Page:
The Philosophy of Mr. Jim Lahey of Sunnyvale Trailer Park

Photographer: Press Photos

Actor John Dunsworth discusses his well-known role on the cult classic Trailer Park Boys and life on the coast of Nova Scotia


The tiny town of Southwest Cove, just outside of Halifax in Nova Scotia, holds the most sentimental of places in the heart of actor John Dunsworth.

It’s the location where he built his own house along the Atlantic Ocean in the early ’70s. It’s the place he and his wife raised four children. And it was the place he called home as he rose to cult-like status playing the character of Jim Lahey on the Canadian mockumentary TV series Trailer Park Boys.

What began as a short comedy film in 1998 by director Mike Clattenburg has grown into an international hit, spawning three feature-length films and the current filming of its 10th season of the show following the misfortunes and blunders of the residents of the fictional Sunnyvale Trailer Park in Dartmouth, Nova Scotia.

Dunsworth, who has played hundreds of characters on both the stage and screen since the 1960s, says he’s still not sure how Trailer Park Boys became so popular – whether it’s the zeitgeist of the moment in society or some other factors. But he says he knew from the moment he read the first script of the show, it was going to be something special and unique.

“When I first read the first Trailer Park Boys script, I was just so happy to be a part of it all,” Dunsworth says on the phone from his home in Nova Scotia last month. “I think it’s fair to say I was very hungry to play the part.”

(Caution: this video is not for the faint of ears – some harsh language contained within.)


At the age of 69, a majority of Dunsworth’s life has revolved around the pursuit of acting. In 1970, he created his own theater – Pier One Theatre – on the waterfront in Halifax, which would go on to become the city’s original and most successful alternative playhouse. He created one of the first casting companies in Nova Scotia in the early ’80s, Filmworks Casting, which supported the burgeoning movie and TV industry.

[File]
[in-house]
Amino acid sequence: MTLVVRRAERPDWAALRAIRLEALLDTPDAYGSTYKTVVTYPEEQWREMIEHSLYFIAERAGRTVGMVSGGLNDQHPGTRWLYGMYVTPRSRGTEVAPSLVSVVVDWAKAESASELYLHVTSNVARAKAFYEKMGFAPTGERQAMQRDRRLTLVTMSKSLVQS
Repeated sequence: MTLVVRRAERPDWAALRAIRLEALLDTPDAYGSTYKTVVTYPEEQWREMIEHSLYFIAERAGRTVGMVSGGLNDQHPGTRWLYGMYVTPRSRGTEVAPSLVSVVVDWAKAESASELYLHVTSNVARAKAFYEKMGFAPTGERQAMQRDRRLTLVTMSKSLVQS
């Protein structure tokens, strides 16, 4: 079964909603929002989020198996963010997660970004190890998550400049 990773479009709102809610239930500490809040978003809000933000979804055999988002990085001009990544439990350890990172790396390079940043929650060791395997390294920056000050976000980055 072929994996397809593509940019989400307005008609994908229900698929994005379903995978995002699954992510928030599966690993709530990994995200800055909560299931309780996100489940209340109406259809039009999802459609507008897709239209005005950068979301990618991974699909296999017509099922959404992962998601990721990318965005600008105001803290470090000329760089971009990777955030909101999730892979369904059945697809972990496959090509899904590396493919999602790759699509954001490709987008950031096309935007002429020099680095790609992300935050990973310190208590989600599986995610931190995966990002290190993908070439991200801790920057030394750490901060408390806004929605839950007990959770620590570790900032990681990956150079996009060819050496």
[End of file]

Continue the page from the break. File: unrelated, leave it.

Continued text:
Dunsworth would also record his run for provincial candidate for the New Democratic Party in the funny 1988 short documentary John Dunsworth: The Candidate.

“The characters we play are the sum-total of our experiences,” Dunsworth says. “You realize quite quickly that it doesn’t really matter what you have on the inside – it’s what you show to the camera.”

agency_Randy_and_Mr_Lahey_homeBut it is Dunsworth’s role as the antagonist you love to hate in Mr. Lahey – the rather drunk, foul-mouth trailer park supervisor who is out to ruin the lives of the show’s three main characters – Ricky (Robb Wells), Julian (John Paul Tremblay) and Bubbles (Mike Smith). Lahey is continually surrounded by his helper (and apparent gay lover) Randy – the ever-shirtless, big bellied, cheeseburger-eating character played by Patrick Roach.

As the show’s popularity started to build by the late 2000s, Dunsworth and Roach decided to take the characters of Mr. Lahey and Randy on the road, performing at bars and clubs across Canada with a variety of comedic gags from the show (including a cheeseburger-eating contest). Since the early days of touring, they’ve expanded their act to clubs around the U.S. and the world and serve as emcees at music festivals.